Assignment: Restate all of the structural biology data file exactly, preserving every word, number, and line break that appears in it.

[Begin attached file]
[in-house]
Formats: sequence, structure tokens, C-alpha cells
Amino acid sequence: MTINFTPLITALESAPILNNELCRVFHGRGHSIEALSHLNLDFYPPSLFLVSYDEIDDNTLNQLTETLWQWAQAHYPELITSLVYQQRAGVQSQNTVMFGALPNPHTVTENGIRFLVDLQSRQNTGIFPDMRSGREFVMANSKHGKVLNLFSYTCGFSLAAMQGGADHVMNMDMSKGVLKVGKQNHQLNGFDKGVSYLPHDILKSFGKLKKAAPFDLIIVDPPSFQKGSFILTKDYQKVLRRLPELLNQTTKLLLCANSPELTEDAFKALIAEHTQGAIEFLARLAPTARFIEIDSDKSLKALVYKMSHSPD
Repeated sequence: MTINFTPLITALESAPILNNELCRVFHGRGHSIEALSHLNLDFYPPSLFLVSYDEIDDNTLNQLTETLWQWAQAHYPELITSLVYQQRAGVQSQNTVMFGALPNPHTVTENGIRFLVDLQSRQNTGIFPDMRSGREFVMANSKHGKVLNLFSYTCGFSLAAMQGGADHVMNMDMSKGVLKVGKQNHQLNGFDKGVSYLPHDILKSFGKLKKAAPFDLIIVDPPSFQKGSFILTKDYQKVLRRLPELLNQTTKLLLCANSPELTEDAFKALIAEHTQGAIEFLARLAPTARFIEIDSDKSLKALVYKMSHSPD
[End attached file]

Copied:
[in-house]
Formats: sequence, structure tokens, C-alpha cells
Amino acid sequence: MTINFTPLITALESAPILNNELCRVFHGRGHSIEALSHLNLDFYPPSLFLVSYDEIDDNTLNQLTETLWQWAQAHYPELITSLVYQQRAGVQSQNTVMFGALPNPHTVTENGIRFLVDLQSRQNTGIFPDMRSGREFVMANSKHGKVLNLFSYTCGFSLAAMQGGADHVMNMDMSKGVLKVGKQNHQLNGFDKGVSYLPHDILKSFGKLKKAAPFDLIIVDPPSFQKGSFILTKDYQKVLRRLPELLNQTTKLLLCANSPELTEDAFKALIAEHTQGAIEFLARLAPTARFIEIDSDKSLKALVYKMSHSPD
Repeated sequence: MTINFTPLITALESAPILNNELCRVFHGRGHSIEALSHLNLDFYPPSLFLVSYDEIDDNTLNQLTETLWQWAQAHYPELITSLVYQQRAGVQSQNTVMFGALPNPHTVTENGIRFLVDLQSRQNTGIFPDMRSGREFVMANSKHGKVLNLFSYTCGFSLAAMQGGADHVMNMDMSKGVLKVGKQNHQLNGFDKGVSYLPHDILKSFGKLKKAAPFDLIIVDPPSFQKGSFILTKDYQKVLRRLPELLNQTTKLLLCANSPELTEDAFKALIAEHTQGAIEFLARLAPTARFIEIDSDKSLKALVYKMSHSPD